Wednesday, June 14, 2023

Queen of the Air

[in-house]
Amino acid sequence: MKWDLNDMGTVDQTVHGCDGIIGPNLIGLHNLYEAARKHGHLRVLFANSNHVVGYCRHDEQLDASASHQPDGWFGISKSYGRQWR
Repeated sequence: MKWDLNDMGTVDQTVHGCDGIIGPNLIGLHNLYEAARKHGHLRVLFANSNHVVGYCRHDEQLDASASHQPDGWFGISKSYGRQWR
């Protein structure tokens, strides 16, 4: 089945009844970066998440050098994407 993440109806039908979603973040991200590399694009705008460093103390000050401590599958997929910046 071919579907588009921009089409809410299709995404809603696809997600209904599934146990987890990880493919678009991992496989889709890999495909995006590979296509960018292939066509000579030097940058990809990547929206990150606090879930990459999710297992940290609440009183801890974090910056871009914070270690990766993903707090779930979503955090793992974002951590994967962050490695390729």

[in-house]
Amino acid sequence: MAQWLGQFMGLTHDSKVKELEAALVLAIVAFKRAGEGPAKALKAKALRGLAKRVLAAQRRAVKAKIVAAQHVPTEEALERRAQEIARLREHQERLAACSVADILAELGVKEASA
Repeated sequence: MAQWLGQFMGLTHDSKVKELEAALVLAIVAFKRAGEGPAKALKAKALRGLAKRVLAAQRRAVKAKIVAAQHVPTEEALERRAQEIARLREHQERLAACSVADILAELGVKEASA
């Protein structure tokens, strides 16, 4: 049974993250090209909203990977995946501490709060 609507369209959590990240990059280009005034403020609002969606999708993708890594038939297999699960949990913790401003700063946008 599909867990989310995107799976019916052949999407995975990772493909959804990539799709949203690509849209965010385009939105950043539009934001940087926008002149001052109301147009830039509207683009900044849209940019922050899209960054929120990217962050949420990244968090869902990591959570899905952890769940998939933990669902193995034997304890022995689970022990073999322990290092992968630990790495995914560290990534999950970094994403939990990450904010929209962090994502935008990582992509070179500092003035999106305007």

Regaled as the “Queen of the Air” Amelia Earhart is remembered for her flying career, but that adventurous, risk taking spirit is what caused her to be one of the first women to leverage her national celebrity power into a personal, broad-ranging business. Earhart’s first dream was to become a doctor. In 1917, while in Toronto she received training from the Red Cross and worked at the Spadina Military Hospital . During the Spanish Flu outbreak, she contracted pneumonia and maxillary sinusitis and was hospitalized, this was a recurrent problem and she wore a bandage on her cheek to cover a small drainage tube off on on for the rest of her life. Not deterred from her dream of medicine, Earhart moved from Toronto to New York to attend Columbia University, (1919-20, then again in 1925), where she explored the campus utility tunnels and enjoyed climbing to the top of the library dome, perching herself outside for the best view of the city. Responding to requests from her parents for help, she left Columbia and moved to California in 1920. There she discovered flying. The next year purchased her first plane, a Kinnear Airster, which she named “the Canary”. Through bad investments in a friends’ gypsum mine she lost her inheritance from her grandmother and was forced to do a variety of odd jobs including driving a gravel truck, working as stenographer, telephone operator, and a photographer in order to continue flying. Her celebrity began in 1928, when she completed her first transatlantic flight as a passenger aboard the Friendship with co-pilots Wilmer "Bill" Stultz and Louis "Slim" Gordon. After this she published her first book and criss crosses the country doing lectures. It was then that she got her first product endorsements, most were aircraft related and included Mobil Oil, Pratt and Whitney aircraft, Hornet engines, Longlines timepieces, Horlick malted milk tables and Beech-Nut gum. Ads for Lucky Strike cigarettes proclaiming that Earhart smoked to relieve stress through that first flight, “For a slender figure, reach for a Lucky instead of a sweet. “It’s toasted”. No Throat Irritation-No Cough.”; conflicted with her non-smoking, squeaky clean image and lead her to donate the proceeds to Admiral Richard E. Byrd’s second Antarctic expedition. Due to limited income, the expense of flying and the lack of comfortable clothes, Earhart made much of her own clothing. Tall and slender, she cut a stylish figure and set the model that women did not have to fit the roles that were assigned to them and she embraced this role. To encourage women to fly more, Earhart began the “Hat of the Month” program for Niney-Niners, a group of women pilots, the women who flew into the most airports each month received a Stetson hat designed by Earhart. She also designed her own jumpsuit and flying suit that were comfortable for women to wear. In 1933, encouraged by designer Elsa Schiaparelli, Earhart began making clothes in her suite at the Seymour Hotel in NYC for her clothing line and was eventually sold nationwide in department stores such as Macy’s. Earhart’s designs featured 25 outfits, dresses, skirt, pants outerwear, which were sold as “separates”, instead of one-size –fits all dresses. Blouses with longer shirttails, loose slacks with pockets and zippers which were made of washable fabrics such as parachute silk and textiles from airplane wings. Propeller shaped buttons and tags with Earhart ’signature in black writing in the contrail of a tiny plane were marks of the line. Priced at between $25 and $55 per item for readymade, Earhart also sold patterns through Woman’s Home Companion magazine. The line was short lived and discontinued a year or two after it began, but in 1934 the Fashion Designers of America named Amelia Earhart one of the ten best-dressed women in America. Timeline One of marketed as Modernaire Earhart Luggage) also bore her unmistakable stamp. 1925 social worker at Denison house, Boston 1927--Sales repr for Kinner aircraft in Boston; wrote newspaper columns promoting flying 1928 Publishes 20Hrs, 40min. Lecture tours; endorses luggage(Modernaire Earhart luggage), Lucky Strike cigarettes, women's clothing and sportswear (Amelia Earhart fashions, fashions 1934-35; luggage seems to have had a longer life) 1928-1930 Aviation editor for Cosmopolitan magazine 1929--Represents Transcontinental Air Transport (later becomes TWA) ; 99ers founded, AE founding member 1931--invests regional shuttle service between NY and DC--Ludington Airlines 1931 Earhart became the first woman vice president of the National Aeronautic Association, which authorized official records and races. 1932--Publishes For the Fun of It VP National Airways--(become Northeast Airlines) 1935 Earhart and Mantz created Earhart Mantz Flying School; on staff at Perdue

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